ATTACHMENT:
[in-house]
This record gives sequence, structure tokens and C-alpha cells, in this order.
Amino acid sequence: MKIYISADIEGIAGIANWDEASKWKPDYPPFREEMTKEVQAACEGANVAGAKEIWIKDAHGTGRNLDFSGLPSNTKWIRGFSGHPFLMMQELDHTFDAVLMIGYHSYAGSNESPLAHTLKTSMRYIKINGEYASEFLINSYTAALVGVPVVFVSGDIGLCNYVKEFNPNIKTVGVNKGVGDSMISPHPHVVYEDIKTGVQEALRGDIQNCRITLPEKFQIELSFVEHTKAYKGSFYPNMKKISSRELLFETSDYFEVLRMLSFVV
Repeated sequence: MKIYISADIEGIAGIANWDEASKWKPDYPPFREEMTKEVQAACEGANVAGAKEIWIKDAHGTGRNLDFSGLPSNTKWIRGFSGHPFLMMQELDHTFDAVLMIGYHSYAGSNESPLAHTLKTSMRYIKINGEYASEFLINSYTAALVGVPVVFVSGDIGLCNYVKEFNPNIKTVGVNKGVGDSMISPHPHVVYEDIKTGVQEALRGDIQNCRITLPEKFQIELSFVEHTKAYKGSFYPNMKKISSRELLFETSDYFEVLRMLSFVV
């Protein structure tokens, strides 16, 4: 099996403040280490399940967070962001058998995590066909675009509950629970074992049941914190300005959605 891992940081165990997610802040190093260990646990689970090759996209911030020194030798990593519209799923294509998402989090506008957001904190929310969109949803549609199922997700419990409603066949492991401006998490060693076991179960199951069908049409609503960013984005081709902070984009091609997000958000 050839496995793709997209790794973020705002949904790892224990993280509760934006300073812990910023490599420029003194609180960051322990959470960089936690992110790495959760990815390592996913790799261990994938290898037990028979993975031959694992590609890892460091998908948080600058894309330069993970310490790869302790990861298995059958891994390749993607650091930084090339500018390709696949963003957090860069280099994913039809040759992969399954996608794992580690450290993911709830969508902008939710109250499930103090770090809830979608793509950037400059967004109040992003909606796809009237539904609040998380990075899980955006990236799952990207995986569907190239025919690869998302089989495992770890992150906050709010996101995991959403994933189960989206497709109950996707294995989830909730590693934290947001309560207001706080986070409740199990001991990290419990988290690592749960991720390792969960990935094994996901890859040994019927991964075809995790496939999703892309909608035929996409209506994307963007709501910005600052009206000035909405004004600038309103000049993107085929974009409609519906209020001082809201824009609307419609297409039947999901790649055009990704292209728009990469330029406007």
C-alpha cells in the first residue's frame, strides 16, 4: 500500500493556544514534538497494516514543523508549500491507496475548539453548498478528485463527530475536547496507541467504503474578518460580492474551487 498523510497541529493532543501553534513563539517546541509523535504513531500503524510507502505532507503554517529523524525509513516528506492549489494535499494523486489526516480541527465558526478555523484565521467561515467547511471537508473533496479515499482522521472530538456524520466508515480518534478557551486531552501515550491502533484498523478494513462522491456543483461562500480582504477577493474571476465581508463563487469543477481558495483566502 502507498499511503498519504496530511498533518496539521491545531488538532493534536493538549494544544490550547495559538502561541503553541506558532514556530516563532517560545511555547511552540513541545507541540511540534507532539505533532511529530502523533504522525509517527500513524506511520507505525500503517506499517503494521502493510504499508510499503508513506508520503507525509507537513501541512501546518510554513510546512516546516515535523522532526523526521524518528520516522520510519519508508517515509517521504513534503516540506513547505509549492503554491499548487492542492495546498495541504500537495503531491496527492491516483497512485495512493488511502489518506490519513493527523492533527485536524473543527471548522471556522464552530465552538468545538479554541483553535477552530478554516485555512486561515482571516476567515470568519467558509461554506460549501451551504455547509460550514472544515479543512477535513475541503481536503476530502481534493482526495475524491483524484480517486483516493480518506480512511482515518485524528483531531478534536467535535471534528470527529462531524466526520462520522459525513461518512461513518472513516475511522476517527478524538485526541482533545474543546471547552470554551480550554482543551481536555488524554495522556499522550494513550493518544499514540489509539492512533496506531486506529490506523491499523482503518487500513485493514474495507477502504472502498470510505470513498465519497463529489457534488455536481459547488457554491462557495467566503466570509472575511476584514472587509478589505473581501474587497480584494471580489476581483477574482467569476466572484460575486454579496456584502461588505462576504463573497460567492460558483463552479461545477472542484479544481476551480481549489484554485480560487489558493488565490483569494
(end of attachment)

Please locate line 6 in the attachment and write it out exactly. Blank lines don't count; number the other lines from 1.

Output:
C-alpha cells in the first residue's frame, strides 16, 4: 500500500493556544514534538497494516514543523508549500491507496475548539453548498478528485463527530475536547496507541467504503474578518460580492474551487 498523510497541529493532543501553534513563539517546541509523535504513531500503524510507502505532507503554517529523524525509513516528506492549489494535499494523486489526516480541527465558526478555523484565521467561515467547511471537508473533496479515499482522521472530538456524520466508515480518534478557551486531552501515550491502533484498523478494513462522491456543483461562500480582504477577493474571476465581508463563487469543477481558495483566502 502507498499511503498519504496530511498533518496539521491545531488538532493534536493538549494544544490550547495559538502561541503553541506558532514556530516563532517560545511555547511552540513541545507541540511540534507532539505533532511529530502523533504522525509517527500513524506511520507505525500503517506499517503494521502493510504499508510499503508513506508520503507525509507537513501541512501546518510554513510546512516546516515535523522532526523526521524518528520516522520510519519508508517515509517521504513534503516540506513547505509549492503554491499548487492542492495546498495541504500537495503531491496527492491516483497512485495512493488511502489518506490519513493527523492533527485536524473543527471548522471556522464552530465552538468545538479554541483553535477552530478554516485555512486561515482571516476567515470568519467558509461554506460549501451551504455547509460550514472544515479543512477535513475541503481536503476530502481534493482526495475524491483524484480517486483516493480518506480512511482515518485524528483531531478534536467535535471534528470527529462531524466526520462520522459525513461518512461513518472513516475511522476517527478524538485526541482533545474543546471547552470554551480550554482543551481536555488524554495522556499522550494513550493518544499514540489509539492512533496506531486506529490506523491499523482503518487500513485493514474495507477502504472502498470510505470513498465519497463529489457534488455536481459547488457554491462557495467566503466570509472575511476584514472587509478589505473581501474587497480584494471580489476581483477574482467569476466572484460575486454579496456584502461588505462576504463573497460567492460558483463552479461545477472542484479544481476551480481549489484554485480560487489558493488565490483569494